So since last June, I’ve been spending most of my turntable time DJing in my own room, “Rap While You Work – Coug Lounge“, the name of which is a play on one of the more popular rooms “Indie While You Work”. Over that time I’ve accumulated almost 6,000 DJ Points (only 4,000 more DJ Points til the space monkey!) and 250 fans, who are people that track which room you’re in, and when you start DJing. Since last year I’ve been able to craft my own brand of room, focusing on playing mostly new, popular, and Dirty South rap, which is often shunned in the more popular Hip-Hop rooms. Last summer, there were times when my room would have nearly 50 listeners during work hours, but since I took a short hiatus over the winter, the room lost a majority of it’s fan base. Recently I’ve noticed that a lot of rooms are imposing awful new rules that go against what turntable.fm is all about. Some rooms enforce strict “No Laming” rules, or ones that force all DJs on the stage to awesome every song. Not in the Coug Lounge. The lame button is there for a reason, and if the room isn’t feeling a specific song, let the DJ know about it! Over the past few months, mostly during my job search, I’ve made a serious effort to resurrect the room. This has been difficult, since a lot of last year’s daily listeners have stopped using turntable. A handful have come back, and a lot of new fans have surfaced. Plus I’ve tried to make my room into a real community, adding a “bot” (CougBot) to moderate the room and keep a DJ queue, and a Facebook page to keep fans abreast of turntable news, new music from artists we typically play, and the room’s status. It’s actually been pretty successful, and thanks to some dedicated moderators and friends (MikeJules & BlowinStankE shout out!), the room gets up and running even when I’m not there.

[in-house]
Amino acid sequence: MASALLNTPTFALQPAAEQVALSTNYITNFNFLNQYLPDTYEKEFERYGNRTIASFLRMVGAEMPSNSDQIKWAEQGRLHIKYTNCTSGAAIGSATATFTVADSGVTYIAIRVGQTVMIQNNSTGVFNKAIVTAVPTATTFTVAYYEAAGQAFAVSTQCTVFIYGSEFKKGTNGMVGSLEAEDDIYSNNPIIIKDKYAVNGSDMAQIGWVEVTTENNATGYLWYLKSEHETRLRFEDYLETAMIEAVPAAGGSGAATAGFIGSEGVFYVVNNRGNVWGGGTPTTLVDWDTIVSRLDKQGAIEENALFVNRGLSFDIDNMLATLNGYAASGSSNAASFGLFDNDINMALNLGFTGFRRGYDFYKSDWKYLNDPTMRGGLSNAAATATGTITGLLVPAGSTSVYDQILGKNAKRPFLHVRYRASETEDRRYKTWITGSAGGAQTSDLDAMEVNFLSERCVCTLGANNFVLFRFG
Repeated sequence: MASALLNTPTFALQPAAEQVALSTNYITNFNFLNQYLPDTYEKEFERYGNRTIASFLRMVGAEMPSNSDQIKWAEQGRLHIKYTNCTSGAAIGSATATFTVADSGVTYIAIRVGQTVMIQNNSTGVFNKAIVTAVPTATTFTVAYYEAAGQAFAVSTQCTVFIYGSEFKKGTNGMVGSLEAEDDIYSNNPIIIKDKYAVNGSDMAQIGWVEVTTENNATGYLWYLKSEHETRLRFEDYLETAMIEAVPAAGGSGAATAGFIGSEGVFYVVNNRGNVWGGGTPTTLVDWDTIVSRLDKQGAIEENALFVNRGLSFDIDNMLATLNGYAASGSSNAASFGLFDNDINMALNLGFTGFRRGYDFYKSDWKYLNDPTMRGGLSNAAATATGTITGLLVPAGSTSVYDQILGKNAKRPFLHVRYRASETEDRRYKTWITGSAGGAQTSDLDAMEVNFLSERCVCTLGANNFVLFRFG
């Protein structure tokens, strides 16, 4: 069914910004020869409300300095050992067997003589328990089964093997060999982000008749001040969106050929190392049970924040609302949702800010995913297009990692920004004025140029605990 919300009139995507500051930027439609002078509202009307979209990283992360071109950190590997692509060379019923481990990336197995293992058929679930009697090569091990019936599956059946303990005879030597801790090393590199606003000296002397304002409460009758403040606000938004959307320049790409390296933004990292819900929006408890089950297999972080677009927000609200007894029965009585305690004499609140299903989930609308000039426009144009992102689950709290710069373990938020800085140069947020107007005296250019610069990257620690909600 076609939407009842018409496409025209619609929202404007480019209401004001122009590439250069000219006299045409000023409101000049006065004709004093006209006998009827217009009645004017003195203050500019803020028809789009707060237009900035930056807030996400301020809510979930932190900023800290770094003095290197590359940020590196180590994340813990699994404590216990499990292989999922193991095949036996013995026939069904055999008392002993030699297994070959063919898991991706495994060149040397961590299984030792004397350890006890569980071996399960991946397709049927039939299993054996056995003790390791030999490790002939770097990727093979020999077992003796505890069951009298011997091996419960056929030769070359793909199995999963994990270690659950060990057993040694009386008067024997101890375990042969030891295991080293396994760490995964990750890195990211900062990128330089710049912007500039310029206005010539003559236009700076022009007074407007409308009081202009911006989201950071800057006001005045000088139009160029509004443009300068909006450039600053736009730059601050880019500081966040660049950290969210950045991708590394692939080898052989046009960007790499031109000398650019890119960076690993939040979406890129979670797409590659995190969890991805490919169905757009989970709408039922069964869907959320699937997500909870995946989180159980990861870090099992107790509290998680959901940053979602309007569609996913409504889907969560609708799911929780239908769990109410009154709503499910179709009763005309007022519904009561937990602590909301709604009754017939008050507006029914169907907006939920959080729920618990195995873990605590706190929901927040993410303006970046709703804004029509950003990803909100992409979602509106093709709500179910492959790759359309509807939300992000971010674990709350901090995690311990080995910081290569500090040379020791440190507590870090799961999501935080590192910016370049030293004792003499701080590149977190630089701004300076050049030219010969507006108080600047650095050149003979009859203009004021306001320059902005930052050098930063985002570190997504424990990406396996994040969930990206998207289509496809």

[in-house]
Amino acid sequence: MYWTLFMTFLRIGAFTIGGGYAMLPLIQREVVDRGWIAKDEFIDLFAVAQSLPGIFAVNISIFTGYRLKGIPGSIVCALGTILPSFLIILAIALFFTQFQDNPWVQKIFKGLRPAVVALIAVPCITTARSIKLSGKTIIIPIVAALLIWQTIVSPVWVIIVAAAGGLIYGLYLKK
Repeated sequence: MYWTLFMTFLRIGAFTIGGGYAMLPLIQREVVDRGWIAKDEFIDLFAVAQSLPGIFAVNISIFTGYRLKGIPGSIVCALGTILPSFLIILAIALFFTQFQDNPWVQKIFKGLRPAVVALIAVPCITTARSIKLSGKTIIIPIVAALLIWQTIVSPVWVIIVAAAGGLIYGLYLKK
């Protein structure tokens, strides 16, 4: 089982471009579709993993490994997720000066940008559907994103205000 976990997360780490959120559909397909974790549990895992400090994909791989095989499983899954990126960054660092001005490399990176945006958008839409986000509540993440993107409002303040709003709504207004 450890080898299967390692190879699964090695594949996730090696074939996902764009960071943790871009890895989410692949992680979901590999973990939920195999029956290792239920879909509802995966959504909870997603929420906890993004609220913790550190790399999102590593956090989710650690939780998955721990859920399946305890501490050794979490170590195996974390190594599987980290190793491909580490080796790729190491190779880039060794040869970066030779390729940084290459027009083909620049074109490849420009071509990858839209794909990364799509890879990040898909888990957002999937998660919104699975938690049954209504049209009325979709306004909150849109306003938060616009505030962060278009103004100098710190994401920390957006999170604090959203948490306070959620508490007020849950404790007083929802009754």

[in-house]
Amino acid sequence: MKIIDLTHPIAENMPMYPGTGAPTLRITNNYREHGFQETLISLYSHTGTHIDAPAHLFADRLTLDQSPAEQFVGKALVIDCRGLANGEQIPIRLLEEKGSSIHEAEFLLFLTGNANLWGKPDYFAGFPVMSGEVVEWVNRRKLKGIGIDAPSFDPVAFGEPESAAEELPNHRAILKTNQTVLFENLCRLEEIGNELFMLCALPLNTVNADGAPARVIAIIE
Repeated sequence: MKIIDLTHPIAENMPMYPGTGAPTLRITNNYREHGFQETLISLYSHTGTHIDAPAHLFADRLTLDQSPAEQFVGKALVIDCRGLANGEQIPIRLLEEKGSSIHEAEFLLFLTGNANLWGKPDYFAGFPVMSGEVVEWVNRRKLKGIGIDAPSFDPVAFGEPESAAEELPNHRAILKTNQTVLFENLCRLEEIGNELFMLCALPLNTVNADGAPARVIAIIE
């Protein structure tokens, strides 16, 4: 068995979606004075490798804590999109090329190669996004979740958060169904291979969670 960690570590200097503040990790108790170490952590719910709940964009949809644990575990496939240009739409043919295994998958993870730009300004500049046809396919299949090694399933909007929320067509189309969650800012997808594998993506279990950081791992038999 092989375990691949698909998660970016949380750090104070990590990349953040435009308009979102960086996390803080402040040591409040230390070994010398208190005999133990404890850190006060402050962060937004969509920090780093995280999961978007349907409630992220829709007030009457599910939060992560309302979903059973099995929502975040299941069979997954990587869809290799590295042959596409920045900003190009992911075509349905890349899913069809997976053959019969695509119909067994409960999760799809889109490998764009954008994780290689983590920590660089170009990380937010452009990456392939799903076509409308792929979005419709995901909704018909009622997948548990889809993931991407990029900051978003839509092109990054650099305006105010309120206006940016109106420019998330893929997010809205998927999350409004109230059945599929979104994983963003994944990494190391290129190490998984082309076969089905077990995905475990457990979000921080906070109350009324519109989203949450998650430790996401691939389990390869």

However, I don’t know if it’s the type of fan that typically listens to rap music, or the addition of a lot of listeners on iPhone and Android apps (which makes reading welcome messages, room rules, understanding a DJ queue, and maintaining a consistent connection much more difficult), but a lot of people have an extremely hard time using the queue or bot commands. Additionally, a lot of listeners don’t have any patience to wait a song or two to DJ, or will only stick around for one of their own plays. This is much different than it was last summer. Plus, with the addition of services like BotCavalry, and Google Chrome plug-ins like TT+, people can create and run their own rooms with ease. I’ve noticed that this causes a lot of more reliable room listeners to go off on their own to create similar rooms. This not only causes the Coug Lounge to lose a reliable listener/moderator, but it splits potential listeners into several much smaller Rap & Hip-Hop rooms.
So if you’re using Spotify/Pandora/Songza at work, I encourage you to check out turntable.fm. And if DJing takes up too much of your attention during the daily grind, find a room that plays awesome music and just chill in the crowd! But if Rap & Hip-Hop is your scene, please check out Rap While You Work | Coug Lounge or like the Facebook page! Who knows, you might discover some swelly new music, collect some DJ Points, or even get discovered as the next great DJ. So until next time, keep your top let back and your beat down low. DJ Coug out.